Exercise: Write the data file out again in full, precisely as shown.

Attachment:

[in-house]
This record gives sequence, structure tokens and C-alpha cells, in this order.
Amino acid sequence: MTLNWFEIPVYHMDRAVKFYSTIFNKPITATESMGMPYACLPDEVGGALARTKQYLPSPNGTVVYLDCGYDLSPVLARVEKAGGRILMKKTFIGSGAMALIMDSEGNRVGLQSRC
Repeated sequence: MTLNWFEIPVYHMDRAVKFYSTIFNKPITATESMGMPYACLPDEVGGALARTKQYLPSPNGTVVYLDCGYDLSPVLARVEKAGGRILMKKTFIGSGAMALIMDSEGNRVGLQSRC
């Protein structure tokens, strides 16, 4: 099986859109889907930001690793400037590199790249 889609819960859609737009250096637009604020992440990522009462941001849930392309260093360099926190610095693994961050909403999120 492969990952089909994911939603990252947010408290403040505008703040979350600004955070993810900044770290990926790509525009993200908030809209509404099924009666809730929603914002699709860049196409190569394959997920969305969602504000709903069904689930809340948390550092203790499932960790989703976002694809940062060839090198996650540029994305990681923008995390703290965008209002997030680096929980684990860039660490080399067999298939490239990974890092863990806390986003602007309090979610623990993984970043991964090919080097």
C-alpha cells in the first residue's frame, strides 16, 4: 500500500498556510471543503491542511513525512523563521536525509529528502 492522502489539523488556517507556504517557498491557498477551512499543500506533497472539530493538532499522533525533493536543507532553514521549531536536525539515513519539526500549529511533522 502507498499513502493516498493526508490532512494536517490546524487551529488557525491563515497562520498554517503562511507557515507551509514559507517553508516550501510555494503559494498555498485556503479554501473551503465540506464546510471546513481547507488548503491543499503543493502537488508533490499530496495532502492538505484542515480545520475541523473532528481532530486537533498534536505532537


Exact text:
[in-house]
This record gives sequence, structure tokens and C-alpha cells, in this order.
Amino acid sequence: MTLNWFEIPVYHMDRAVKFYSTIFNKPITATESMGMPYACLPDEVGGALARTKQYLPSPNGTVVYLDCGYDLSPVLARVEKAGGRILMKKTFIGSGAMALIMDSEGNRVGLQSRC
Repeated sequence: MTLNWFEIPVYHMDRAVKFYSTIFNKPITATESMGMPYACLPDEVGGALARTKQYLPSPNGTVVYLDCGYDLSPVLARVEKAGGRILMKKTFIGSGAMALIMDSEGNRVGLQSRC
């Protein structure tokens, strides 16, 4: 099986859109889907930001690793400037590199790249 889609819960859609737009250096637009604020992440990522009462941001849930392309260093360099926190610095693994961050909403999120 492969990952089909994911939603990252947010408290403040505008703040979350600004955070993810900044770290990926790509525009993200908030809209509404099924009666809730929603914002699709860049196409190569394959997920969305969602504000709903069904689930809340948390550092203790499932960790989703976002694809940062060839090198996650540029994305990681923008995390703290965008209002997030680096929980684990860039660490080399067999298939490239990974890092863990806390986003602007309090979610623990993984970043991964090919080097």
C-alpha cells in the first residue's frame, strides 16, 4: 500500500498556510471543503491542511513525512523563521536525509529528502 492522502489539523488556517507556504517557498491557498477551512499543500506533497472539530493538532499522533525533493536543507532553514521549531536536525539515513519539526500549529511533522 502507498499513502493516498493526508490532512494536517490546524487551529488557525491563515497562520498554517503562511507557515507551509514559507517553508516550501510555494503559494498555498485556503479554501473551503465540506464546510471546513481547507488548503491543499503543493502537488508533490499530496495532502492538505484542515480545520475541523473532528481532530486537533498534536505532537